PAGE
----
I was thrilled to receive the following 2 5 star reviews of “The Girl Who Wasn’t There And Other Poems”:
“It is with great expectation that I started to read, “The Girl Who Wasn’t There And other Poems” by K. Morris. Even more enticing was the quote on the book’s
rear cover from Oscar Wilde, “We are all in the gutter, but some of us are looking at the stars”.
Each poem represents a picture or better even, a snapshot from an old Polaroid of life’s other side which makes Wilde quote seem apropos as he knew firsthand
the changes life could take given his troubles in his later years. But aside from that as I read these poems another voice spoke to me, that of Edgar Allan
Poe. The wit of Oscar Wilde crossed with the macabre of Poe. This is dark poetry and one might find themselves a little too familiar with the situations
our subjects find themselves in.
We are given a hearty portion of love lost turned to its sleazy side; disillusionment with love and the mask used to portray this illusion as it feast
upon our soul in waking hours. But we’re reminded that we all turn to dust no matter what our accomplishments as we ask the ‘London Rain’ to wash away
this London hell we find ourselves in.
In ‘The Hypocrite’ we see a fine upstanding man, quick to condemn, above reproach, but for the grace of God it would be he instead of them.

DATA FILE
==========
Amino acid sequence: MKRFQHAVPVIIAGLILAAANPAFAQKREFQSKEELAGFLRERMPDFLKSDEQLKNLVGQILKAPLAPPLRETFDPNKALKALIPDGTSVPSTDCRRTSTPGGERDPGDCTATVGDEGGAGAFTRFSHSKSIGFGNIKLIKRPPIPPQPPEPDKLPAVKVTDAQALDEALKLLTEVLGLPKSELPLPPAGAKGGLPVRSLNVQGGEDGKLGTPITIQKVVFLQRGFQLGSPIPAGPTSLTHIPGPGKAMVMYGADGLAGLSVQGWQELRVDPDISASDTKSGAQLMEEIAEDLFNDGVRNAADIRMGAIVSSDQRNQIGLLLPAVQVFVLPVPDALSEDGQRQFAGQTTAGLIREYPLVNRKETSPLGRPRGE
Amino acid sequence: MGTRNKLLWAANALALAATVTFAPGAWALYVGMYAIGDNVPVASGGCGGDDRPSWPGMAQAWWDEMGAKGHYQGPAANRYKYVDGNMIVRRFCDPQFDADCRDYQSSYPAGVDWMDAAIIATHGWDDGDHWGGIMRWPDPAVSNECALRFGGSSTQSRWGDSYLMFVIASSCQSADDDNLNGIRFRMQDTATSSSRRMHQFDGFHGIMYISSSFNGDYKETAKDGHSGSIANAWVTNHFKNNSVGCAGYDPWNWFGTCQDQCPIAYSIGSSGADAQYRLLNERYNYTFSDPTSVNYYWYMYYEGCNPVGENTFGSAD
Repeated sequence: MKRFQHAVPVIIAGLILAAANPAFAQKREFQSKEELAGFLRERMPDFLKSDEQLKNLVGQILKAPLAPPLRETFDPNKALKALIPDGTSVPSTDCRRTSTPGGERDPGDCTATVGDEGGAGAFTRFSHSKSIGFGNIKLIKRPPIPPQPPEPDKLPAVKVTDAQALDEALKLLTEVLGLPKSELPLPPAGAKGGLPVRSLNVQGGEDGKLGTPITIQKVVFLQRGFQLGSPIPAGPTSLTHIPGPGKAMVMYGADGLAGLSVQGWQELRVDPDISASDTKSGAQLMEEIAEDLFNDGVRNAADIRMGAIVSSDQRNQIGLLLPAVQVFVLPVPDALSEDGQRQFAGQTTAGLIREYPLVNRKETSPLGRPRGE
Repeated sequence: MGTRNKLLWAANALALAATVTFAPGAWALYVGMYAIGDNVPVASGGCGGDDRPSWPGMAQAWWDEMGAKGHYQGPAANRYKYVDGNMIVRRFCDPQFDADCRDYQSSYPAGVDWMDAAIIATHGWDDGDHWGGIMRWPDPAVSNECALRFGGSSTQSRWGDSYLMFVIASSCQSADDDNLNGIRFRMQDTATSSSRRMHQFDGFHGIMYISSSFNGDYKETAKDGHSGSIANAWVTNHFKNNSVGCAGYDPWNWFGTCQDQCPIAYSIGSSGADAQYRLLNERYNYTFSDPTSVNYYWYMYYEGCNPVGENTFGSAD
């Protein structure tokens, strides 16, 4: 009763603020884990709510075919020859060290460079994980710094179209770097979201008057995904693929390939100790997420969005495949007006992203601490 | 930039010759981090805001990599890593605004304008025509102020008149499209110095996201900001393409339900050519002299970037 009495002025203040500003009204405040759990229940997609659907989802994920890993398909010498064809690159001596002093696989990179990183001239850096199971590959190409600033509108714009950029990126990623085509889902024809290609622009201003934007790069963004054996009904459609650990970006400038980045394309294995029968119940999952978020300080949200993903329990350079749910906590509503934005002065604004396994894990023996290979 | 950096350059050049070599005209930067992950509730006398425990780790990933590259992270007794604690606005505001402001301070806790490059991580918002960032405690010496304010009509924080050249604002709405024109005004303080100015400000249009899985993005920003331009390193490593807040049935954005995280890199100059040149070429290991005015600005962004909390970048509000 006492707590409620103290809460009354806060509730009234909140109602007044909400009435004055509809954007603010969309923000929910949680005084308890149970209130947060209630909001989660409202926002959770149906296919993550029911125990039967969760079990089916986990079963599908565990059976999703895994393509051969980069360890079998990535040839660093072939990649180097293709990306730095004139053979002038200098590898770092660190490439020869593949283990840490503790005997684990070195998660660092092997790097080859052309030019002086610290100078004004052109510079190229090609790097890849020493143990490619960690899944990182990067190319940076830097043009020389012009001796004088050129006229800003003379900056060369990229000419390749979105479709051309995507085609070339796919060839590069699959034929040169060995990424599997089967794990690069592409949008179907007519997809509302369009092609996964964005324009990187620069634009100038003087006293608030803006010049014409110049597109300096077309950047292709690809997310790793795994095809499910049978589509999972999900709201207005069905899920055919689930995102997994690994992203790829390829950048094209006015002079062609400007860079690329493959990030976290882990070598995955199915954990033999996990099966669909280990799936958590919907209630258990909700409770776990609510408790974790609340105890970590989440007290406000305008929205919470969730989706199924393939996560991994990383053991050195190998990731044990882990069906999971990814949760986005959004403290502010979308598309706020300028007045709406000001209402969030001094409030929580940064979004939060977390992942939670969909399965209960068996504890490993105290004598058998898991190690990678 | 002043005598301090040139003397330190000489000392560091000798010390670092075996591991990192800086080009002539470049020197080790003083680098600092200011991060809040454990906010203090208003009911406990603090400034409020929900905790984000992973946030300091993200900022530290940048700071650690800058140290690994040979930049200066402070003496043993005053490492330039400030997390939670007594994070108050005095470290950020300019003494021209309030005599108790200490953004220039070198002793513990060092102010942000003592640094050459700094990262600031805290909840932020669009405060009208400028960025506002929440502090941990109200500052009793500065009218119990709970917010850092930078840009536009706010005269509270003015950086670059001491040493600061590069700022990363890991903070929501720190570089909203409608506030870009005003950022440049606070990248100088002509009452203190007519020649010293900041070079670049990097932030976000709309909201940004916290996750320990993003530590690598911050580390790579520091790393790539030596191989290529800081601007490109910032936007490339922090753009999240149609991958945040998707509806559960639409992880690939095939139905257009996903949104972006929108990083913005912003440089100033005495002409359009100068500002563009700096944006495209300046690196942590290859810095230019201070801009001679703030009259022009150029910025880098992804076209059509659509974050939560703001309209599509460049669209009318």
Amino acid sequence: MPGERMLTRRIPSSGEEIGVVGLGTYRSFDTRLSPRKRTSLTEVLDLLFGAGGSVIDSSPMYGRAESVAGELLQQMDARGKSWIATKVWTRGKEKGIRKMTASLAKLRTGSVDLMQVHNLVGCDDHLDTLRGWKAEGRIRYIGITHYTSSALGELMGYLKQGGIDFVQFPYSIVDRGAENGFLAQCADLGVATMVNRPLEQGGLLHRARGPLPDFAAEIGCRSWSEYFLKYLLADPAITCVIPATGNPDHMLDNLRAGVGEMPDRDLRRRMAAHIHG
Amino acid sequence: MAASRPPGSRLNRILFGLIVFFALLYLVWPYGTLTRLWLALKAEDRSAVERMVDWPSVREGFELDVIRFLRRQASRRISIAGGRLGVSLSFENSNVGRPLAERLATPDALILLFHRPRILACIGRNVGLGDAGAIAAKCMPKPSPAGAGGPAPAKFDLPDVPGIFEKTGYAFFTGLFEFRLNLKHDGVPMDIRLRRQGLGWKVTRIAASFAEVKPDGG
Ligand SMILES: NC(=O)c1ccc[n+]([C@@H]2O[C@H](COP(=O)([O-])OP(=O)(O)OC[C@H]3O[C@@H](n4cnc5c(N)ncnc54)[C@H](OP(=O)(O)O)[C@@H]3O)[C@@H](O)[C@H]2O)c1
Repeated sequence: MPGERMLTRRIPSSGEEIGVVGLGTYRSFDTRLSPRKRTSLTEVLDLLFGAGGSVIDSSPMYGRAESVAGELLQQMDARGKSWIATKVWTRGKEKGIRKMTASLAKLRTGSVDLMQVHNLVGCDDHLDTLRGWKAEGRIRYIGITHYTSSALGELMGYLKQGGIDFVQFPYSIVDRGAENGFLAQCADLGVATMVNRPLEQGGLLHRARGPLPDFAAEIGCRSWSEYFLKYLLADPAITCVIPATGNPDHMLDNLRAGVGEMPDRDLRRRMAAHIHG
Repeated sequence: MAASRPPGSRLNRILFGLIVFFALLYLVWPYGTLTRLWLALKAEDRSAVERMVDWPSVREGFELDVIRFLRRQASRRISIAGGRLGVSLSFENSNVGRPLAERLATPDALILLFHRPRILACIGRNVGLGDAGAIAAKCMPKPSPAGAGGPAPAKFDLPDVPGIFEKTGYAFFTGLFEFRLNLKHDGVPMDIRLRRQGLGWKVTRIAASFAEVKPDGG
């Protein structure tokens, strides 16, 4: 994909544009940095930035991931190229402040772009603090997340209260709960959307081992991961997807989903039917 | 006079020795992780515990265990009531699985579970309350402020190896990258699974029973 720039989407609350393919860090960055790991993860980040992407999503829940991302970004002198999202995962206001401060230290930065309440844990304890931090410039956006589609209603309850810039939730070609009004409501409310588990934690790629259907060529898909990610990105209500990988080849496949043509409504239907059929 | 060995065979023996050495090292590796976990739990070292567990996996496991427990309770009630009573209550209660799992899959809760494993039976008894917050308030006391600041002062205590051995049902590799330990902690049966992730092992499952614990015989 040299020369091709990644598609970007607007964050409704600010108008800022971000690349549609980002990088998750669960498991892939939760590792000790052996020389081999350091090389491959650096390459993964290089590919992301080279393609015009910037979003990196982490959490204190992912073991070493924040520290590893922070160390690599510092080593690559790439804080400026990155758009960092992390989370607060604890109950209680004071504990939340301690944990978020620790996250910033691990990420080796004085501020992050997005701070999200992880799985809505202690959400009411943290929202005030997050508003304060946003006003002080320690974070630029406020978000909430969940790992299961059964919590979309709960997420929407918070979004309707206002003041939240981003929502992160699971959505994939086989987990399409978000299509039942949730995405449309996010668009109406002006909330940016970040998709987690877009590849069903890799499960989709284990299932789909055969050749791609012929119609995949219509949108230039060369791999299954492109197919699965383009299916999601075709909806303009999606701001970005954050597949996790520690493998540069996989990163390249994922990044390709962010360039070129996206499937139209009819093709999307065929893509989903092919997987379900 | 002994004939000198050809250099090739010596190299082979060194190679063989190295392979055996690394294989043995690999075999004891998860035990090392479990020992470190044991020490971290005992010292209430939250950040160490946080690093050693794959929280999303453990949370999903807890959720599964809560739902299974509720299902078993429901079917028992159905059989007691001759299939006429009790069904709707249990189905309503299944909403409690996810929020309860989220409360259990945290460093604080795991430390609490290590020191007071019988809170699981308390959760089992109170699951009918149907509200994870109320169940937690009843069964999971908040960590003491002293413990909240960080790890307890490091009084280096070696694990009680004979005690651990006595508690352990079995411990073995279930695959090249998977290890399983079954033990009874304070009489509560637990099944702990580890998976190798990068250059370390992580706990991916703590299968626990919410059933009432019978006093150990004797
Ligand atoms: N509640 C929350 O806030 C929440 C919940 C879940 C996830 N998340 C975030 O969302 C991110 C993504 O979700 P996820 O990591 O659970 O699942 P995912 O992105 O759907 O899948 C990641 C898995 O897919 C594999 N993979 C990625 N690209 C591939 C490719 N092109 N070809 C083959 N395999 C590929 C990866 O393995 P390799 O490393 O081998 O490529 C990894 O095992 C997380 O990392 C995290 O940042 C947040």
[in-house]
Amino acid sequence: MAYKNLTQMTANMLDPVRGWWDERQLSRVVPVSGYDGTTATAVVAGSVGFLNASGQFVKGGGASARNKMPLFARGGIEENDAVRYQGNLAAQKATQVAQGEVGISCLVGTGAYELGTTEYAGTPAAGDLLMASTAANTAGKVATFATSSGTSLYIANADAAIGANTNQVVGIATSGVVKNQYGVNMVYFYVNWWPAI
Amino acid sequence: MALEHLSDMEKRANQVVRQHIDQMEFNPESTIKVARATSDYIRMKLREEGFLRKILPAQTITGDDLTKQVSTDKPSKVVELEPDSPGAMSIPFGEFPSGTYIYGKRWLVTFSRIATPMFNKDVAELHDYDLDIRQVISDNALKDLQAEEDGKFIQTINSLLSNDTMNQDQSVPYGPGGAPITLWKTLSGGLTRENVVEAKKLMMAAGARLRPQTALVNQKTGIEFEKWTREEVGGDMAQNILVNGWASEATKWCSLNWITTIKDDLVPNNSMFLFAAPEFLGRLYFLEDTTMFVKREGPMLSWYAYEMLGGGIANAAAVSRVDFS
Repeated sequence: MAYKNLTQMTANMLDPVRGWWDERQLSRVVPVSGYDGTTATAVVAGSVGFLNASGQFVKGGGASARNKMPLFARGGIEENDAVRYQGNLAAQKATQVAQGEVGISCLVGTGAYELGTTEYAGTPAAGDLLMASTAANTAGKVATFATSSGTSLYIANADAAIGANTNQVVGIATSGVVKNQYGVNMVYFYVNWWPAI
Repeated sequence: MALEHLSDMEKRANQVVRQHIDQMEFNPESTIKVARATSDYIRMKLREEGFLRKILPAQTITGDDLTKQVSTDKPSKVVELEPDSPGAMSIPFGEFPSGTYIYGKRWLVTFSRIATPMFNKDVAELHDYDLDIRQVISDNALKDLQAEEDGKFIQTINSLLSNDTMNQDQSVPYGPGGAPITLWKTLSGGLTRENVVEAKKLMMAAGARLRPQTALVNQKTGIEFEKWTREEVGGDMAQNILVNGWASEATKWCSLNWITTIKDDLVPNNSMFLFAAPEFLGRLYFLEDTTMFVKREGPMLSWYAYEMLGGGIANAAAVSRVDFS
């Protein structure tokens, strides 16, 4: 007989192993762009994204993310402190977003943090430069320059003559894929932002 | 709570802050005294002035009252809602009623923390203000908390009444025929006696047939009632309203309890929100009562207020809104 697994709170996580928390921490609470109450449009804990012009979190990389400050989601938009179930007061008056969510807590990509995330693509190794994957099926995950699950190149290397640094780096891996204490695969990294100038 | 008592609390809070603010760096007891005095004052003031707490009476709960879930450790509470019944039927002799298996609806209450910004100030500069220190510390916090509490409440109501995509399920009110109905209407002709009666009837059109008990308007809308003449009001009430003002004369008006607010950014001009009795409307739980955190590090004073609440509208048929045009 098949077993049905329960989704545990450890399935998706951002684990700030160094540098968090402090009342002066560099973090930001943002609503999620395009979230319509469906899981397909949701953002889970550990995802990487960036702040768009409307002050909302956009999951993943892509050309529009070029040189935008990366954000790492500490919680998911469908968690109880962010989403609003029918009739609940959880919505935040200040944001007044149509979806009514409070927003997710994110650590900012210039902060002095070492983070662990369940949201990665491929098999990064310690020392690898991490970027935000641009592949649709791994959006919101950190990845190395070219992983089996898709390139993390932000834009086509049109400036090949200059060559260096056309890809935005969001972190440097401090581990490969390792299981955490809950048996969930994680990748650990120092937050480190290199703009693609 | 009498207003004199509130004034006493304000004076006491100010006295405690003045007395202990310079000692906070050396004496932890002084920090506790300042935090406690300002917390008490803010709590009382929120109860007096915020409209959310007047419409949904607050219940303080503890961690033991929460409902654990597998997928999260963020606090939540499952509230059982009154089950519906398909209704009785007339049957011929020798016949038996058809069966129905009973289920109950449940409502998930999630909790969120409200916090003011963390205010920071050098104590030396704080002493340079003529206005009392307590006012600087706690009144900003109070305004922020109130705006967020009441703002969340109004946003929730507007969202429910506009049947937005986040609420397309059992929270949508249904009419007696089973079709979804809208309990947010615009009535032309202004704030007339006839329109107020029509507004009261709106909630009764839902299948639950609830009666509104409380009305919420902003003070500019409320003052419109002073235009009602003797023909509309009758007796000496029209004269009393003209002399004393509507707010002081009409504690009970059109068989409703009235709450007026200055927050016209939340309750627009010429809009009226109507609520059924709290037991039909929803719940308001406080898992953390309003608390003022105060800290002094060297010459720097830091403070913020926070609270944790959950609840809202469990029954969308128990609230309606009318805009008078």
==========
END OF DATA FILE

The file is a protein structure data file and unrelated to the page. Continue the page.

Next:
‘The Spider and the Fly’ displays how each is doomed, both sides of life are found at fault.
We do see some light at the end of these gray skies as in the ‘Wit of a Gentlemen Suitor to His Beloved’ and the metaphor of the wind, the breeze to bring
about the hopes of our better angels.
I read ‘Venus in Firs’ and thought this might be pointing to Wilde himself and the notoriety that beseeched him.
‘The Fox and the Bear’ brought me back to the conditions of life and how we could find ourselves at the opposing end.
‘Handbags and Shoes’ brings us to the material gain we long for and the things we do for their gain.
Death is exposed in ‘The Dying Year’ and ‘Waking Early’ and in the closing line of ‘Saturday Morning’.
In the poems ‘Dolls’, ‘Drowning in Nightmare’ and ‘Digging’, I’m reminded more than ever of the effect Edgar Allan Poe may have had on this book of poetry.
In ‘Young Lady, Older Man’ we see the passing of any real feelings for both sides, the banality of it all. In this we return to the shame and pain, an
endless path as the bed post are witness to all that has gone wrong in love.
And for me the saving grace of it all, defined in the poem ‘Dog’.
This is a fine collection of poetry sure to capture the reader and find them at the mercy of these written words”. (For the review please visit http://www.amazon.com/review/R3J0CCGHV37EQ/ref=cm_cr_rdp_perm?ie=UTF8&ASIN=B0155KSKOC).
“A lovely collection of poems about living in the gutter of life. I find the poems touching and thought provoking, some made me laugh others are more serious
and sad. My favourites were the poems: The Whispering Wind, Masks and Innocence Lost”. (For the review please visit http://www.amazon.com/review/R1Q1N4ER7HNH5O/ref=cm_cr_rdp_perm?ie=UTF8&ASIN=B0155KSKOC).
Many thanks to both reviewers for taking the time to read and review “The Girl Who Wasn’t There And Other Poems”.